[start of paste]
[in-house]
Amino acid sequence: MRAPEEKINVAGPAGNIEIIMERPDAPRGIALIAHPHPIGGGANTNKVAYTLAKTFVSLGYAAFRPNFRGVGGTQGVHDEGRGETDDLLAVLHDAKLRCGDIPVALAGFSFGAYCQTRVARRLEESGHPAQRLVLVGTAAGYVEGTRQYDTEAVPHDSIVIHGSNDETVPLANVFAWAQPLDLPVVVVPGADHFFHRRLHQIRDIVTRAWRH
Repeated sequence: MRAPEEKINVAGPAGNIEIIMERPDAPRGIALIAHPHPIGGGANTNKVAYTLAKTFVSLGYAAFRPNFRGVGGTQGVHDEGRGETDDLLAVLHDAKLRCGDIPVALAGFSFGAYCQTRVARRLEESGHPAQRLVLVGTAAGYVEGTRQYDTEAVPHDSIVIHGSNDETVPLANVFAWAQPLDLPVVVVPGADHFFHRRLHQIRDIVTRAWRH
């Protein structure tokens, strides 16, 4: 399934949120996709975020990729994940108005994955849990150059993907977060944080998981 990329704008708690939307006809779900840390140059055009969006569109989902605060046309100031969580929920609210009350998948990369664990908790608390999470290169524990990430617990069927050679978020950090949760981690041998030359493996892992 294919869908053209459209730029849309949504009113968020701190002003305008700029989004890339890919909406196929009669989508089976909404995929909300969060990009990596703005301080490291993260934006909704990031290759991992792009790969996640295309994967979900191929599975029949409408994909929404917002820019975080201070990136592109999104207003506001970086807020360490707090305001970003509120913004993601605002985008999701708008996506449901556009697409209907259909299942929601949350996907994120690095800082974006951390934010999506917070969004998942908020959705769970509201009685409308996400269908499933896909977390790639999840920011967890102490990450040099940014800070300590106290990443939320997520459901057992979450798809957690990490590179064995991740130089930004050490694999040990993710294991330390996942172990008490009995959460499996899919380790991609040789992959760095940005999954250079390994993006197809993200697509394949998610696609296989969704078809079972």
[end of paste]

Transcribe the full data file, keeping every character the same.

[in-house]
Amino acid sequence: MRAPEEKINVAGPAGNIEIIMERPDAPRGIALIAHPHPIGGGANTNKVAYTLAKTFVSLGYAAFRPNFRGVGGTQGVHDEGRGETDDLLAVLHDAKLRCGDIPVALAGFSFGAYCQTRVARRLEESGHPAQRLVLVGTAAGYVEGTRQYDTEAVPHDSIVIHGSNDETVPLANVFAWAQPLDLPVVVVPGADHFFHRRLHQIRDIVTRAWRH
Repeated sequence: MRAPEEKINVAGPAGNIEIIMERPDAPRGIALIAHPHPIGGGANTNKVAYTLAKTFVSLGYAAFRPNFRGVGGTQGVHDEGRGETDDLLAVLHDAKLRCGDIPVALAGFSFGAYCQTRVARRLEESGHPAQRLVLVGTAAGYVEGTRQYDTEAVPHDSIVIHGSNDETVPLANVFAWAQPLDLPVVVVPGADHFFHRRLHQIRDIVTRAWRH
């Protein structure tokens, strides 16, 4: 399934949120996709975020990729994940108005994955849990150059993907977060944080998981 990329704008708690939307006809779900840390140059055009969006569109989902605060046309100031969580929920609210009350998948990369664990908790608390999470290169524990990430617990069927050679978020950090949760981690041998030359493996892992 294919869908053209459209730029849309949504009113968020701190002003305008700029989004890339890919909406196929009669989508089976909404995929909300969060990009990596703005301080490291993260934006909704990031290759991992792009790969996640295309994967979900191929599975029949409408994909929404917002820019975080201070990136592109999104207003506001970086807020360490707090305001970003509120913004993601605002985008999701708008996506449901556009697409209907259909299942929601949350996907994120690095800082974006951390934010999506917070969004998942908020959705769970509201009685409308996400269908499933896909977390790639999840920011967890102490990450040099940014800070300590106290990443939320997520459901057992979450798809957690990490590179064995991740130089930004050490694999040990993710294991330390996942172990008490009995959460499996899919380790991609040789992959760095940005999954250079390994993006197809993200697509394949998610696609296989969704078809079972």